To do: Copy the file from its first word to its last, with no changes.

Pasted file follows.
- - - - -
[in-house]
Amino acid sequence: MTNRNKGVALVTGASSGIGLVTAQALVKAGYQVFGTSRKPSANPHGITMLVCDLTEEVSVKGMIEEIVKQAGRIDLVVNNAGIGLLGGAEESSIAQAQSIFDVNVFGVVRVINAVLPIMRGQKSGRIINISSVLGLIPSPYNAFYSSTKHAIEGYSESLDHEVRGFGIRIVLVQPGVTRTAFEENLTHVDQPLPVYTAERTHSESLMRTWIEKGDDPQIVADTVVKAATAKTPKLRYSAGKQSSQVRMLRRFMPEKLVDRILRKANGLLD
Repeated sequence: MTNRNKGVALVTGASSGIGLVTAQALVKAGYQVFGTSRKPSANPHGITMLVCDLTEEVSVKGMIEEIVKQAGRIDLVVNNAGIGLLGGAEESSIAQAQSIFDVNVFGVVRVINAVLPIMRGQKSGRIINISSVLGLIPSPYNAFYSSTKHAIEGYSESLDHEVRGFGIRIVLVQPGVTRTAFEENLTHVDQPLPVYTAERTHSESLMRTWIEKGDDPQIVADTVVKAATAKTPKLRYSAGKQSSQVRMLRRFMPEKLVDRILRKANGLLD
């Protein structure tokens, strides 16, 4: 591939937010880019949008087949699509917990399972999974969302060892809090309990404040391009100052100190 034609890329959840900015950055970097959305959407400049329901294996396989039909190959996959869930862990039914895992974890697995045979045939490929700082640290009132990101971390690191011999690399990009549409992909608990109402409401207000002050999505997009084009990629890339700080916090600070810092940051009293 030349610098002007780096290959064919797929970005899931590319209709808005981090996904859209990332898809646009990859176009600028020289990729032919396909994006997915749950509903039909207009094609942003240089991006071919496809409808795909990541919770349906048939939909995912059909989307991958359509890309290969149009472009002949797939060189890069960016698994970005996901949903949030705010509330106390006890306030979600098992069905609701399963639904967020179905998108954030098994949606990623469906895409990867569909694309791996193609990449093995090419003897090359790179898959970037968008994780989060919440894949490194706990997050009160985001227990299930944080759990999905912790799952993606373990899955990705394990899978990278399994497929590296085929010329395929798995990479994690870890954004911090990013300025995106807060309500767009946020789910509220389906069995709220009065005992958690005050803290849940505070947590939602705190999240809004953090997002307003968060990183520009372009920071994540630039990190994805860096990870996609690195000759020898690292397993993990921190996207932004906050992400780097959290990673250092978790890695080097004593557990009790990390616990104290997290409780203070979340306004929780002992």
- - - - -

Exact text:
[in-house]
Amino acid sequence: MTNRNKGVALVTGASSGIGLVTAQALVKAGYQVFGTSRKPSANPHGITMLVCDLTEEVSVKGMIEEIVKQAGRIDLVVNNAGIGLLGGAEESSIAQAQSIFDVNVFGVVRVINAVLPIMRGQKSGRIINISSVLGLIPSPYNAFYSSTKHAIEGYSESLDHEVRGFGIRIVLVQPGVTRTAFEENLTHVDQPLPVYTAERTHSESLMRTWIEKGDDPQIVADTVVKAATAKTPKLRYSAGKQSSQVRMLRRFMPEKLVDRILRKANGLLD
Repeated sequence: MTNRNKGVALVTGASSGIGLVTAQALVKAGYQVFGTSRKPSANPHGITMLVCDLTEEVSVKGMIEEIVKQAGRIDLVVNNAGIGLLGGAEESSIAQAQSIFDVNVFGVVRVINAVLPIMRGQKSGRIINISSVLGLIPSPYNAFYSSTKHAIEGYSESLDHEVRGFGIRIVLVQPGVTRTAFEENLTHVDQPLPVYTAERTHSESLMRTWIEKGDDPQIVADTVVKAATAKTPKLRYSAGKQSSQVRMLRRFMPEKLVDRILRKANGLLD
């Protein structure tokens, strides 16, 4: 591939937010880019949008087949699509917990399972999974969302060892809090309990404040391009100052100190 034609890329959840900015950055970097959305959407400049329901294996396989039909190959996959869930862990039914895992974890697995045979045939490929700082640290009132990101971390690191011999690399990009549409992909608990109402409401207000002050999505997009084009990629890339700080916090600070810092940051009293 030349610098002007780096290959064919797929970005899931590319209709808005981090996904859209990332898809646009990859176009600028020289990729032919396909994006997915749950509903039909207009094609942003240089991006071919496809409808795909990541919770349906048939939909995912059909989307991958359509890309290969149009472009002949797939060189890069960016698994970005996901949903949030705010509330106390006890306030979600098992069905609701399963639904967020179905998108954030098994949606990623469906895409990867569909694309791996193609990449093995090419003897090359790179898959970037968008994780989060919440894949490194706990997050009160985001227990299930944080759990999905912790799952993606373990899955990705394990899978990278399994497929590296085929010329395929798995990479994690870890954004911090990013300025995106807060309500767009946020789910509220389906069995709220009065005992958690005050803290849940505070947590939602705190999240809004953090997002307003968060990183520009372009920071994540630039990190994805860096990870996609690195000759020898690292397993993990921190996207932004906050992400780097959290990673250092978790890695080097004593557990009790990390616990104290997290409780203070979340306004929780002992």